OPINION: Our democracy depends on all of us supporting the USPS


I, like many others, am increasingly more worried about the status of the U.S. Postal Service (USPS). Not having reliable delivery options for medications-by-mail is a life-threatening situation. Not having a reliable delivery option for our constitutional right to vote threatens the foundation of our democracy! Both situations are untenable. Congress can fix it, if they are indeed willing to do their jobs: "to serve their constituents' needs and best interests" (my quotes, paraphrasing many as they described what they do in Washington, D.C.)

Congress created the debt the USPS has suffered since 2006. By passing the Postal Accountability and Enhancement Act (PAEA), Congress mandated $72 billion be set aside to maintain a fund for paying employee post-retirement health care costs 75 years into the future. This requirement immediately sent the USPS into near bankruptcy, where it remains today. No other business, private nor federal, has such a requirement mandated by Congress.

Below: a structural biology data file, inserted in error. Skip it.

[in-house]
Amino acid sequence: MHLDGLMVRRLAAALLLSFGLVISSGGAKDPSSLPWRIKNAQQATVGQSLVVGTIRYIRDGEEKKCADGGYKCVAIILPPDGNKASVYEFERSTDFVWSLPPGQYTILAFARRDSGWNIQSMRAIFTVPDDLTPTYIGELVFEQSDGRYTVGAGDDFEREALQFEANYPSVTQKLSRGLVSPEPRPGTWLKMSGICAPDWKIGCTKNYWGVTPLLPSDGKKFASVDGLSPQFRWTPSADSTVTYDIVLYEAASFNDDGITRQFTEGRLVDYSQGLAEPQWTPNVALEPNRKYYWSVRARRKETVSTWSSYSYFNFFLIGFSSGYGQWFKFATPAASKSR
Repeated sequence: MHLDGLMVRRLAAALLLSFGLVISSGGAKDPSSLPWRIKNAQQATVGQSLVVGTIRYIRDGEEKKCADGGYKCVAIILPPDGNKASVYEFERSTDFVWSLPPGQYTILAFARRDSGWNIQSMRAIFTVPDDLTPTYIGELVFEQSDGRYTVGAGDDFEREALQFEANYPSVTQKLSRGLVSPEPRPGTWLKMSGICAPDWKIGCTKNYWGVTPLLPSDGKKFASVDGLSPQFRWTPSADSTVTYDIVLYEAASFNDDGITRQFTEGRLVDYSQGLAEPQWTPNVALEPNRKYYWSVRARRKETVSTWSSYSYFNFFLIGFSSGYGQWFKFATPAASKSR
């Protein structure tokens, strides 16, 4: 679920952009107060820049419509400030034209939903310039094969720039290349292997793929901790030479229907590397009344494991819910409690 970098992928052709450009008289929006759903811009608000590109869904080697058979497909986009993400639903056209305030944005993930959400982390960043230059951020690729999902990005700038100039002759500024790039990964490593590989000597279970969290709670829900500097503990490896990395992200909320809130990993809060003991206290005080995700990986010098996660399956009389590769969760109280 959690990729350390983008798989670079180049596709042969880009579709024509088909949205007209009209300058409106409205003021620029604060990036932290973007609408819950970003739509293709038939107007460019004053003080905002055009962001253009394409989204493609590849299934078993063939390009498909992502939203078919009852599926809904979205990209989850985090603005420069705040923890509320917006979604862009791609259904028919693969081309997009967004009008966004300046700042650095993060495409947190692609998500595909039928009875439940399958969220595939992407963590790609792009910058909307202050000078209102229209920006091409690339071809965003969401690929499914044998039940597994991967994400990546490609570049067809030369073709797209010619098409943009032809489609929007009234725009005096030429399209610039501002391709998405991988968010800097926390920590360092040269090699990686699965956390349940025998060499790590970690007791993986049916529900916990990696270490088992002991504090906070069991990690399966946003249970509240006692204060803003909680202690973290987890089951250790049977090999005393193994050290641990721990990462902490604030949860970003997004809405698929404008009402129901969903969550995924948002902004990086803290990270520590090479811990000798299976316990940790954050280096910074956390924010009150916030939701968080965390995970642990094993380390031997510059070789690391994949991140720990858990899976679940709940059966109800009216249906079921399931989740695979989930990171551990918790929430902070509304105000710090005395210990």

Blaming the internet or FedEx or UPS for the potential demise of the USPS is misplaced. Though reduced sales do impact the daily operations of the USPS, the massive cost of the PAEA, required by a Congress-passed law, is the overwhelming reason our Postal Service is in the sad financial condition we find it today.

We should address the USPS situation, in its entirety. Not recognizing the historical significance of the PAEA is unfair. Media outlets (TV, radio, newspapers in print and online) must tell the whole story, not just the current politically influenced juicy pieces.

Most postal employees do the best they can under very trying circumstances: overworked, understaffed and with less-than-modern facilities.

This is not the time to cast stones. This is the time for truth, honesty and compassion. Our democracy depends on all of us defending and supporting our United States Postal Service.


Lt. Colonel, USAF, retired